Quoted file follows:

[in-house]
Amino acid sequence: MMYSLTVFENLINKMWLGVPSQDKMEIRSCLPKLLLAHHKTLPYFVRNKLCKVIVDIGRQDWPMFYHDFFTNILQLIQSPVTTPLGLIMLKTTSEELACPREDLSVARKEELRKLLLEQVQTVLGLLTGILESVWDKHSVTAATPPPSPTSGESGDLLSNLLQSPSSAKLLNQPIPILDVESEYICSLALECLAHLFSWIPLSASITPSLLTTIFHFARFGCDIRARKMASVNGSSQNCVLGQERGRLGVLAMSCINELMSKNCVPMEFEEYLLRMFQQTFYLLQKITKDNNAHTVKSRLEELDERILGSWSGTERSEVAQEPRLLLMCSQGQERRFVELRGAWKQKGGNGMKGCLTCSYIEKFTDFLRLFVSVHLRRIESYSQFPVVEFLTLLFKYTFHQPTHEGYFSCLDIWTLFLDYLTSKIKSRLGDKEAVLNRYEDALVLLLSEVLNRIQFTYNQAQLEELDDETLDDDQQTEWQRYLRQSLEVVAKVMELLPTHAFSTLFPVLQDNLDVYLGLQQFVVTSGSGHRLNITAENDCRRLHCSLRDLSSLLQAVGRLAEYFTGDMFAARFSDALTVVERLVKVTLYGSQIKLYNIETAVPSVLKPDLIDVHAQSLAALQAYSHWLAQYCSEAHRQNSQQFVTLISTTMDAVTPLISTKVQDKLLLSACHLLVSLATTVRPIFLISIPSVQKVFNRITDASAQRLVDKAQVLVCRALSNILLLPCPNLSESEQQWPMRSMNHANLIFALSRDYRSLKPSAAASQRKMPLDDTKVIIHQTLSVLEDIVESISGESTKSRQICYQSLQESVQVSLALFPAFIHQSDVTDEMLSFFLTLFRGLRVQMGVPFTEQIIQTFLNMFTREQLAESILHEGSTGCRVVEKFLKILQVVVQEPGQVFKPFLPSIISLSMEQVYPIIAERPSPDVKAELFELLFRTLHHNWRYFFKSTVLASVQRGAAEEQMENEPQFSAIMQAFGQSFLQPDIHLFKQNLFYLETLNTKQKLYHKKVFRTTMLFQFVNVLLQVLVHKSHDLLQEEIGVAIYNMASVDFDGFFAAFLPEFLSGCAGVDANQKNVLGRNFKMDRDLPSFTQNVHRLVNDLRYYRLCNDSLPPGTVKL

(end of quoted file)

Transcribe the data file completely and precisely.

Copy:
[in-house]
Amino acid sequence: MMYSLTVFENLINKMWLGVPSQDKMEIRSCLPKLLLAHHKTLPYFVRNKLCKVIVDIGRQDWPMFYHDFFTNILQLIQSPVTTPLGLIMLKTTSEELACPREDLSVARKEELRKLLLEQVQTVLGLLTGILESVWDKHSVTAATPPPSPTSGESGDLLSNLLQSPSSAKLLNQPIPILDVESEYICSLALECLAHLFSWIPLSASITPSLLTTIFHFARFGCDIRARKMASVNGSSQNCVLGQERGRLGVLAMSCINELMSKNCVPMEFEEYLLRMFQQTFYLLQKITKDNNAHTVKSRLEELDERILGSWSGTERSEVAQEPRLLLMCSQGQERRFVELRGAWKQKGGNGMKGCLTCSYIEKFTDFLRLFVSVHLRRIESYSQFPVVEFLTLLFKYTFHQPTHEGYFSCLDIWTLFLDYLTSKIKSRLGDKEAVLNRYEDALVLLLSEVLNRIQFTYNQAQLEELDDETLDDDQQTEWQRYLRQSLEVVAKVMELLPTHAFSTLFPVLQDNLDVYLGLQQFVVTSGSGHRLNITAENDCRRLHCSLRDLSSLLQAVGRLAEYFTGDMFAARFSDALTVVERLVKVTLYGSQIKLYNIETAVPSVLKPDLIDVHAQSLAALQAYSHWLAQYCSEAHRQNSQQFVTLISTTMDAVTPLISTKVQDKLLLSACHLLVSLATTVRPIFLISIPSVQKVFNRITDASAQRLVDKAQVLVCRALSNILLLPCPNLSESEQQWPMRSMNHANLIFALSRDYRSLKPSAAASQRKMPLDDTKVIIHQTLSVLEDIVESISGESTKSRQICYQSLQESVQVSLALFPAFIHQSDVTDEMLSFFLTLFRGLRVQMGVPFTEQIIQTFLNMFTREQLAESILHEGSTGCRVVEKFLKILQVVVQEPGQVFKPFLPSIISLSMEQVYPIIAERPSPDVKAELFELLFRTLHHNWRYFFKSTVLASVQRGAAEEQMENEPQFSAIMQAFGQSFLQPDIHLFKQNLFYLETLNTKQKLYHKKVFRTTMLFQFVNVLLQVLVHKSHDLLQEEIGVAIYNMASVDFDGFFAAFLPEFLSGCAGVDANQKNVLGRNFKMDRDLPSFTQNVHRLVNDLRYYRLCNDSLPPGTVKL